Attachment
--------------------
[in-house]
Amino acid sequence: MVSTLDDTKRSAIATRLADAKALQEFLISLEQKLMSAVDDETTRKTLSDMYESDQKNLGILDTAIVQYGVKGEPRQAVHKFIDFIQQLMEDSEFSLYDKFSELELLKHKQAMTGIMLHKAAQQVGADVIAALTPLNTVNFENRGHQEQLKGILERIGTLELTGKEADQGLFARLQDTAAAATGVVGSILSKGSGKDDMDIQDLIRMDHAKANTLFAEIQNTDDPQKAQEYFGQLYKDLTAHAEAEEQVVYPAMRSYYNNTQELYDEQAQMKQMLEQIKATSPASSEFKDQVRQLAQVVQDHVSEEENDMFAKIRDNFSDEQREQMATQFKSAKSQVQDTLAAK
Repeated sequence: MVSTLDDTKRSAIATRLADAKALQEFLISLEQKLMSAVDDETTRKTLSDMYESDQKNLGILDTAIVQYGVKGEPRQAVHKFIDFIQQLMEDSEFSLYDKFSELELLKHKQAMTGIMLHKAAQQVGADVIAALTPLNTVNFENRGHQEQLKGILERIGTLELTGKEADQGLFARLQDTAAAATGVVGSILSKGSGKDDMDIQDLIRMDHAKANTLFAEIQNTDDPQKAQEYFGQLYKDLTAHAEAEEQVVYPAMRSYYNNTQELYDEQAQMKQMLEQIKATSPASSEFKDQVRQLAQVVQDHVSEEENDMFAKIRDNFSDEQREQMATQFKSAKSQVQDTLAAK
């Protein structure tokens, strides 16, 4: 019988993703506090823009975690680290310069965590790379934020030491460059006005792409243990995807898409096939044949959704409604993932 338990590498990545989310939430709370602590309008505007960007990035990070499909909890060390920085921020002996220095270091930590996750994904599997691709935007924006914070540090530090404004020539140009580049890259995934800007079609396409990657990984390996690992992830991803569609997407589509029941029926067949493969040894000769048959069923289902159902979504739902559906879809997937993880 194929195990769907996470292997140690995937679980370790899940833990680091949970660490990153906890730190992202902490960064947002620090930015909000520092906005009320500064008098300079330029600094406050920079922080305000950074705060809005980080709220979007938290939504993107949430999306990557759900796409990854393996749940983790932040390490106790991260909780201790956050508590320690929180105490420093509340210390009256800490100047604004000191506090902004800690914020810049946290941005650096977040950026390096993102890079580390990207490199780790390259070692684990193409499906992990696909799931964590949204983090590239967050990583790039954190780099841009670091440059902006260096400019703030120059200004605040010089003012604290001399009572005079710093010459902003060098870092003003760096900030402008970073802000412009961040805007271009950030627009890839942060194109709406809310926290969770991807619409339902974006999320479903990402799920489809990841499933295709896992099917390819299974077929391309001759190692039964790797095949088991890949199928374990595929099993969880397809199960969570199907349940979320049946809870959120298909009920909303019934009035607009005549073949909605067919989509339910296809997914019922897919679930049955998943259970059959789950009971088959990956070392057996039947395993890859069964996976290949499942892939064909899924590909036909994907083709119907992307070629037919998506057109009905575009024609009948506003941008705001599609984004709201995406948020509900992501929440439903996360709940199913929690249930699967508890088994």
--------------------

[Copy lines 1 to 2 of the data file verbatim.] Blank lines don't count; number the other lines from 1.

[in-house]
Amino acid sequence: MVSTLDDTKRSAIATRLADAKALQEFLISLEQKLMSAVDDETTRKTLSDMYESDQKNLGILDTAIVQYGVKGEPRQAVHKFIDFIQQLMEDSEFSLYDKFSELELLKHKQAMTGIMLHKAAQQVGADVIAALTPLNTVNFENRGHQEQLKGILERIGTLELTGKEADQGLFARLQDTAAAATGVVGSILSKGSGKDDMDIQDLIRMDHAKANTLFAEIQNTDDPQKAQEYFGQLYKDLTAHAEAEEQVVYPAMRSYYNNTQELYDEQAQMKQMLEQIKATSPASSEFKDQVRQLAQVVQDHVSEEENDMFAKIRDNFSDEQREQMATQFKSAKSQVQDTLAAK